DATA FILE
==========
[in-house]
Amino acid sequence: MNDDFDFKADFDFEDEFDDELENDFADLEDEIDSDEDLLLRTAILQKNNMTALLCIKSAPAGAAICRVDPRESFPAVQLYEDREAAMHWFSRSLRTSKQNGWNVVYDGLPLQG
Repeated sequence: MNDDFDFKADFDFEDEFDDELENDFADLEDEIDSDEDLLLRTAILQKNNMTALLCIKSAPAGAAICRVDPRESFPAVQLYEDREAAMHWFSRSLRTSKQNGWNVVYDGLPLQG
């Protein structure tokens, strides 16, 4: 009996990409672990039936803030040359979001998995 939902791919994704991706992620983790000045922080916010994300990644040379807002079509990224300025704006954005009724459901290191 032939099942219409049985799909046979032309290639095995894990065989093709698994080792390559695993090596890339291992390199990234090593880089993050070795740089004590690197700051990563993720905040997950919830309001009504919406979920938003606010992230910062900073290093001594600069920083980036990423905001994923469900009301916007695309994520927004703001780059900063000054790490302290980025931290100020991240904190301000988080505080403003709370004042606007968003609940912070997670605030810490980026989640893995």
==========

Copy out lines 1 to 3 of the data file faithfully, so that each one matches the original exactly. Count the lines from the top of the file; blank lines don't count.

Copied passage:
[in-house]
Amino acid sequence: MNDDFDFKADFDFEDEFDDELENDFADLEDEIDSDEDLLLRTAILQKNNMTALLCIKSAPAGAAICRVDPRESFPAVQLYEDREAAMHWFSRSLRTSKQNGWNVVYDGLPLQG
Repeated sequence: MNDDFDFKADFDFEDEFDDELENDFADLEDEIDSDEDLLLRTAILQKNNMTALLCIKSAPAGAAICRVDPRESFPAVQLYEDREAAMHWFSRSLRTSKQNGWNVVYDGLPLQG